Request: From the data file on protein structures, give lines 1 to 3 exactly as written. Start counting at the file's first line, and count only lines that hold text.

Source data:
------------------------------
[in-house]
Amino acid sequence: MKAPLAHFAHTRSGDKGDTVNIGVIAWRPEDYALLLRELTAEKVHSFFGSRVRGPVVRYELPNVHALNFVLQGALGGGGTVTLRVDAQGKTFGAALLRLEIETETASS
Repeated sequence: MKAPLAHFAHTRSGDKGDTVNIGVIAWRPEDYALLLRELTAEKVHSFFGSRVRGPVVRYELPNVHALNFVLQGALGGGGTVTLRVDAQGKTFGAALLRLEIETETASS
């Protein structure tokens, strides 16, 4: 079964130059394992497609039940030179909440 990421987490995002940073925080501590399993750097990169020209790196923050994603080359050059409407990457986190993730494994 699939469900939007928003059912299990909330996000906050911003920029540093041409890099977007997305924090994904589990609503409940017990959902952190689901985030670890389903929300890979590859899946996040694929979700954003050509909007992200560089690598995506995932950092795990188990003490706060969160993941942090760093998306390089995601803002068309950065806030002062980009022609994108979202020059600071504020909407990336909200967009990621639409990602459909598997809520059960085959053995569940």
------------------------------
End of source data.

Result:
[in-house]
Amino acid sequence: MKAPLAHFAHTRSGDKGDTVNIGVIAWRPEDYALLLRELTAEKVHSFFGSRVRGPVVRYELPNVHALNFVLQGALGGGGTVTLRVDAQGKTFGAALLRLEIETETASS
Repeated sequence: MKAPLAHFAHTRSGDKGDTVNIGVIAWRPEDYALLLRELTAEKVHSFFGSRVRGPVVRYELPNVHALNFVLQGALGGGGTVTLRVDAQGKTFGAALLRLEIETETASS